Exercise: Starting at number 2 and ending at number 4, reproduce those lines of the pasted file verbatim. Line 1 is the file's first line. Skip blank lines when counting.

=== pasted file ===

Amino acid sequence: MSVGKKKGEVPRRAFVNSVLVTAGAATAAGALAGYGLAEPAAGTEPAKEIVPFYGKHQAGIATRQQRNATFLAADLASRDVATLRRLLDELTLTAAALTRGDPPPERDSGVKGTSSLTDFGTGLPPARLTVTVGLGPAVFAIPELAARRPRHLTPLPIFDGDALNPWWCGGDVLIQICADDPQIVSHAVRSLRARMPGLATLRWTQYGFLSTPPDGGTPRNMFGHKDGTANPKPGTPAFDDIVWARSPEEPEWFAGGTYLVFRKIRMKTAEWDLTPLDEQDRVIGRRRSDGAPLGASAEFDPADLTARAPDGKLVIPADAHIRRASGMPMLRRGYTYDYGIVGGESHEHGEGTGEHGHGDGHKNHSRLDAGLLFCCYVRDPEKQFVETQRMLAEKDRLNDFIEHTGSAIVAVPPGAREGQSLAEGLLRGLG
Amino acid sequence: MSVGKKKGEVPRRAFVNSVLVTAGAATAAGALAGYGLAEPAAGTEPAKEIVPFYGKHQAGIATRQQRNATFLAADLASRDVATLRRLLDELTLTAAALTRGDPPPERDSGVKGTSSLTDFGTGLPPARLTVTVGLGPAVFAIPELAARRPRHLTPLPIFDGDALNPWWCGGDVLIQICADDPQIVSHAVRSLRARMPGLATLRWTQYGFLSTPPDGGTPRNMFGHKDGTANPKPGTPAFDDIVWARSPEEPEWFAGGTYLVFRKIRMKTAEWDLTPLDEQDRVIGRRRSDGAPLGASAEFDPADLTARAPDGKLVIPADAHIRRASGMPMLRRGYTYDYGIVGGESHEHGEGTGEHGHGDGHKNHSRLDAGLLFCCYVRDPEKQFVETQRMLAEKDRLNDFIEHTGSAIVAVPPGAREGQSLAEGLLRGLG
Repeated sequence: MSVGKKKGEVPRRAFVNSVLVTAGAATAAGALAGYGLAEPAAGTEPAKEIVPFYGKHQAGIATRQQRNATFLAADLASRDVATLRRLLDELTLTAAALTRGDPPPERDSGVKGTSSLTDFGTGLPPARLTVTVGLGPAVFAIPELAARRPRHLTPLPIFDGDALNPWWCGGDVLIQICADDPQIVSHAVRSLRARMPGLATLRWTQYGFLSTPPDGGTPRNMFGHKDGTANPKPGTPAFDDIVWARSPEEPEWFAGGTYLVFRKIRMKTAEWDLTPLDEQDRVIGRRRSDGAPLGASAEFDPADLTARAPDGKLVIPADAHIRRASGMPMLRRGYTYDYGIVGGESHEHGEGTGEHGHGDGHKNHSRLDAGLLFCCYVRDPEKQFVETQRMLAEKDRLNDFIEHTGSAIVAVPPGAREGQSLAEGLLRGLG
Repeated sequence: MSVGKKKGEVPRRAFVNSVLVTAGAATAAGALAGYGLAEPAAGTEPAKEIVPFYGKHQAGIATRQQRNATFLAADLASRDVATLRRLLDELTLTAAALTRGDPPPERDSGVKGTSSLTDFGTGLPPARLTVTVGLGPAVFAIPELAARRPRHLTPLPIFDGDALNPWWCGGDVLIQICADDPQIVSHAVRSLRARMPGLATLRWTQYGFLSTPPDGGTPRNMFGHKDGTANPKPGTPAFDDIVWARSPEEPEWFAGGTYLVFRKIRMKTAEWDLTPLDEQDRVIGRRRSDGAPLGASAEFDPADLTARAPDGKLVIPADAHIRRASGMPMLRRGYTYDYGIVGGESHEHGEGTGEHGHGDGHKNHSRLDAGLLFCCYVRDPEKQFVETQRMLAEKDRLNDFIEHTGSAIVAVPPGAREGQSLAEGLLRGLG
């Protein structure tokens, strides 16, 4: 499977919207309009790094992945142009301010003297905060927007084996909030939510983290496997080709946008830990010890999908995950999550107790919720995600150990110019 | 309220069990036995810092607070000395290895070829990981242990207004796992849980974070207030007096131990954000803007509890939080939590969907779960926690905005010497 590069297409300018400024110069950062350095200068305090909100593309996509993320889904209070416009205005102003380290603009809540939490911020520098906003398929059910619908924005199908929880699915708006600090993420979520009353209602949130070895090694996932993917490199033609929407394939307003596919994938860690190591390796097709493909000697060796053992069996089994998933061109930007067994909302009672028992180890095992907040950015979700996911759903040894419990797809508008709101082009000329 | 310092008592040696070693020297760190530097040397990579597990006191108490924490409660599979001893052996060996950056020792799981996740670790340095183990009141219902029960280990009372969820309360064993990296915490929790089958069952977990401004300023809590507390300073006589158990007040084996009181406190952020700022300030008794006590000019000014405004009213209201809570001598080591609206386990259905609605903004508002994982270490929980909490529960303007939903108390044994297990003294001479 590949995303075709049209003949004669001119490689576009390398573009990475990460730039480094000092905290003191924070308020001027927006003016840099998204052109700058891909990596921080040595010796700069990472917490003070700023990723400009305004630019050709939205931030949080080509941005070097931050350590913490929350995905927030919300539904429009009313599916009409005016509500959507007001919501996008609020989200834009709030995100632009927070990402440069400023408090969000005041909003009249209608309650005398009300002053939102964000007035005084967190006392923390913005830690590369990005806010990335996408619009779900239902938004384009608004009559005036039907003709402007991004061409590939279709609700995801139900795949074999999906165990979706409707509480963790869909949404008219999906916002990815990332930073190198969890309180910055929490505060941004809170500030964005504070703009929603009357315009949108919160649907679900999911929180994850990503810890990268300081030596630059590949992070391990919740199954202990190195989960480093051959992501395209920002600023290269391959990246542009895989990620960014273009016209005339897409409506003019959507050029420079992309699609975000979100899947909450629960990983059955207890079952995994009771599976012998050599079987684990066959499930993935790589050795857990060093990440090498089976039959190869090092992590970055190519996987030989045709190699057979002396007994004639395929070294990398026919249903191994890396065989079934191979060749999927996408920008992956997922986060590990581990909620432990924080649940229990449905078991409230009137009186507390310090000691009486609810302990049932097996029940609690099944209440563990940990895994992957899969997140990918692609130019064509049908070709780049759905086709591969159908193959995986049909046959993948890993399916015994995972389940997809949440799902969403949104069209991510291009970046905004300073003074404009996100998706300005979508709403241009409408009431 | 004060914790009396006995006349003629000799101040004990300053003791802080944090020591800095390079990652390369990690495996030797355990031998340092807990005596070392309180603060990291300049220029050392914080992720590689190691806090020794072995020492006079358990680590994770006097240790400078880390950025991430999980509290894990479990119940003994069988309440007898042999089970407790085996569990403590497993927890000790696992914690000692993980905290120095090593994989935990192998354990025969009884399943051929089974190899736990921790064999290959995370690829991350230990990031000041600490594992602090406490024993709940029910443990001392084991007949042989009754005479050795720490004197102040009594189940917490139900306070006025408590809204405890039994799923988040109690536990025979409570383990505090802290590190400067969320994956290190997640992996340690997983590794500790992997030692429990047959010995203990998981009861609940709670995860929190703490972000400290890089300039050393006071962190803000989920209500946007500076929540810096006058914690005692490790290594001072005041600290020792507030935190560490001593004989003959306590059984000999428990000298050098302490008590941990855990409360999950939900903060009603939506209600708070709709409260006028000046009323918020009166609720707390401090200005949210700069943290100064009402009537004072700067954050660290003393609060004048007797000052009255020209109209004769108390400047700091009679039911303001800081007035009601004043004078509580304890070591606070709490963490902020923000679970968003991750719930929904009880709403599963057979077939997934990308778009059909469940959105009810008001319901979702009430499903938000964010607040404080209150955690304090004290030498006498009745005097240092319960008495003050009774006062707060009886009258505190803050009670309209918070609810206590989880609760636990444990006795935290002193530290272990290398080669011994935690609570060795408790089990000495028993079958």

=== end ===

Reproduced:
Amino acid sequence: MSVGKKKGEVPRRAFVNSVLVTAGAATAAGALAGYGLAEPAAGTEPAKEIVPFYGKHQAGIATRQQRNATFLAADLASRDVATLRRLLDELTLTAAALTRGDPPPERDSGVKGTSSLTDFGTGLPPARLTVTVGLGPAVFAIPELAARRPRHLTPLPIFDGDALNPWWCGGDVLIQICADDPQIVSHAVRSLRARMPGLATLRWTQYGFLSTPPDGGTPRNMFGHKDGTANPKPGTPAFDDIVWARSPEEPEWFAGGTYLVFRKIRMKTAEWDLTPLDEQDRVIGRRRSDGAPLGASAEFDPADLTARAPDGKLVIPADAHIRRASGMPMLRRGYTYDYGIVGGESHEHGEGTGEHGHGDGHKNHSRLDAGLLFCCYVRDPEKQFVETQRMLAEKDRLNDFIEHTGSAIVAVPPGAREGQSLAEGLLRGLG
Repeated sequence: MSVGKKKGEVPRRAFVNSVLVTAGAATAAGALAGYGLAEPAAGTEPAKEIVPFYGKHQAGIATRQQRNATFLAADLASRDVATLRRLLDELTLTAAALTRGDPPPERDSGVKGTSSLTDFGTGLPPARLTVTVGLGPAVFAIPELAARRPRHLTPLPIFDGDALNPWWCGGDVLIQICADDPQIVSHAVRSLRARMPGLATLRWTQYGFLSTPPDGGTPRNMFGHKDGTANPKPGTPAFDDIVWARSPEEPEWFAGGTYLVFRKIRMKTAEWDLTPLDEQDRVIGRRRSDGAPLGASAEFDPADLTARAPDGKLVIPADAHIRRASGMPMLRRGYTYDYGIVGGESHEHGEGTGEHGHGDGHKNHSRLDAGLLFCCYVRDPEKQFVETQRMLAEKDRLNDFIEHTGSAIVAVPPGAREGQSLAEGLLRGLG
Repeated sequence: MSVGKKKGEVPRRAFVNSVLVTAGAATAAGALAGYGLAEPAAGTEPAKEIVPFYGKHQAGIATRQQRNATFLAADLASRDVATLRRLLDELTLTAAALTRGDPPPERDSGVKGTSSLTDFGTGLPPARLTVTVGLGPAVFAIPELAARRPRHLTPLPIFDGDALNPWWCGGDVLIQICADDPQIVSHAVRSLRARMPGLATLRWTQYGFLSTPPDGGTPRNMFGHKDGTANPKPGTPAFDDIVWARSPEEPEWFAGGTYLVFRKIRMKTAEWDLTPLDEQDRVIGRRRSDGAPLGASAEFDPADLTARAPDGKLVIPADAHIRRASGMPMLRRGYTYDYGIVGGESHEHGEGTGEHGHGDGHKNHSRLDAGLLFCCYVRDPEKQFVETQRMLAEKDRLNDFIEHTGSAIVAVPPGAREGQSLAEGLLRGLG